BIG-TIME SOLUTIONS (CONT.)
Rick Telander (Something Must Be Done, Oct. 2) has provided a provocative perspective on major-college athletics. But he has taken only a few readings and concluded that the patient is terminally ill. I don't think so.
Telander deals with the perceived sham of amateur athletics and argues that big-time college football players should be paid. What he apparently fails to understand is that, at every school where athletes are on scholarship, they are getting paid. At a private institution like Notre Dame, for example, a full scholarship is worth $15,314. Here at the University of Akron, which moved up to Division I-A in football in 1987, an in-state student on a full scholarship receives tuition, room, board and books, totaling approximately $5,200. In either case, that is real money.
The point is often made that universities exploit athletes who have exceptional talent. This may be true in some cases. But in my career in higher education, which includes service at Georgia Tech, Nebraska and Texas A&M, I have observed many cases in which talented athletes have wasted their opportunity to gain an education despite sincere efforts by university officials to help them earn their degrees. One reason is that the values of our young people today, particularly those with athletic skills, have been significantly warped by the salaries that are being paid to professional athletes and by the coverage that is given to this area by the media.
December 18, 1989
While there is a need for reform, I don't think it has to be drastic. The formation of an Age-Group Professional Football League, as Telander suggests, would draw universities further away from their basic purpose and lead to a caste system more pronounced than the one that currently exists.
College and university presidents are beginning to take a more active role in the NCAA; clearly, they have the ability to bring about meaningful reforms. I am also encouraged that a task force, co-chaired by the Reverend Theodore M. Hesburgh, president emeritus of Notre Dame, and William Friday, president emeritus of North Carolina, has been formed to draw up an agenda for reform.
Here are the most needed changes:
•Reduce the economic motivations for winning. After all, the principal benefits to a university for its participation in big-time college athletics are the visibility it attains and the prominence it gains from its success, not the money it earns. The proceeds of the NCAA men's basketball tournament should be distributed to all Division I schools, with those playing in the tournament receiving set percentages and the noncompeting schools an even share of the remaining funds. As for football bowl games, participating schools should be required to contribute a share of their proceeds to the NCAA for equal distribution to all other schools competing in that division. This would change the current situation whereby a few major schools and conferences get the lion's share.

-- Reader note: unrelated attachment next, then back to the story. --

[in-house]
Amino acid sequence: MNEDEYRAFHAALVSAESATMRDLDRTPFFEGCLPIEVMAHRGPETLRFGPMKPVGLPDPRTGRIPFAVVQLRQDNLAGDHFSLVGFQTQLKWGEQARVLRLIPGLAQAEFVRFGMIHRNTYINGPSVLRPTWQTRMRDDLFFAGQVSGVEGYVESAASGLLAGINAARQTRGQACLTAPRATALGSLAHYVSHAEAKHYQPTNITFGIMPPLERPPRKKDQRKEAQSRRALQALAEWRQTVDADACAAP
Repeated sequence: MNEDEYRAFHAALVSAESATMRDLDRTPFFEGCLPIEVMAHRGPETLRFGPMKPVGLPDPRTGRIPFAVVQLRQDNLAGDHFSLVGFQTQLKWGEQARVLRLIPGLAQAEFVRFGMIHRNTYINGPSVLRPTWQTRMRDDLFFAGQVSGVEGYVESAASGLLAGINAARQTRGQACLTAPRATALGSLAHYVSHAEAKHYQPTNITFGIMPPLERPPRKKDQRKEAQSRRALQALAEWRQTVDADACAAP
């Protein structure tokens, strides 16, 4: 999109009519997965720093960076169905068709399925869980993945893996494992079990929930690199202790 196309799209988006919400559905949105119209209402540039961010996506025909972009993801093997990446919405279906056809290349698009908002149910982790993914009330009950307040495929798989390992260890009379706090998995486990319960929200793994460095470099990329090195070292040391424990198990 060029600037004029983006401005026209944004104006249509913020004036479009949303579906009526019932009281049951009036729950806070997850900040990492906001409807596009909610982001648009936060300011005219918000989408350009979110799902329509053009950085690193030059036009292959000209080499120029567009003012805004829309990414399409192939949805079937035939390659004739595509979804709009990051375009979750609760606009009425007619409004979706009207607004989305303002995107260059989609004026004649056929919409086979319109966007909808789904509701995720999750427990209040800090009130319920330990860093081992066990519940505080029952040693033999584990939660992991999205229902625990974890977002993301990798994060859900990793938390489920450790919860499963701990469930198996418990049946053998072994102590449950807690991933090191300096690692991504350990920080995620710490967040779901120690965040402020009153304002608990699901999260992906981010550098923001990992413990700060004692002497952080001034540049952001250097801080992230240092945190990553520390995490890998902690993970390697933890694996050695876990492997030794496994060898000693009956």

•Allow football players to go into the NFL at the end of any school year the way basketball players can go into the NBA. If it is the player's objective to participate in professional athletics, we ought to allow him to take advantage of the opportunity when it arises. Certainly, other students can drop out of school and go to work anytime they desire.
•Require each school to treat its athletes the same way it treats other students when it comes to admission and retention standards and to eligibility for participation in extracurricular activities. We should not prohibit freshmen from competing in athletics unless we also are willing to prohibit them from playing in the band, holding office in student government, pledging a fraternity or holding a part-time job.
These reforms will help ensure that student-athletes are treated fairly and that intercollegiate athletics are placed in their proper perspective.
WILLIAM V. MUSE
University of Akron
In the article (Boffo Buffs! Nov. 13) on Colorado's 27-21 victory over Nebraska, you described Gerry Gdowski as "a competent, if uninspiring, Nebraska quarterback." This young man has waited in the wings for three years to prove himself, and he has done so in a most inspiring way. He finished the regular season with 1,326 yards passing and 925 yards rushing. What's more, he has a 3.56 grade point average, and he is a very humble team player. He's someone I would be glad to have my son emulate.
After reading the article (A Man in Command, Oct. 30) describing baseball commissioner Fay Vincent's actions and thoughts concerning the earthquake and the World Series, I feel safe in the knowledge that our national pastime is in excellent hands. I also submit that Vincent has all the qualities necessary for your Sportsman of the Year honor.
Chris Drury of Trumbull, Conn., pitcher for this year's Little League champs.
JOSEPH F.J. CURI
Letters to SPORTS ILLUSTRATED should include the name, address and home telephone number of the writer and should be addressed to The Editor, SPORTS ILLUSTRATED, Time & Life Building, Rockefeller Center, New York, N.Y. 10020-1393.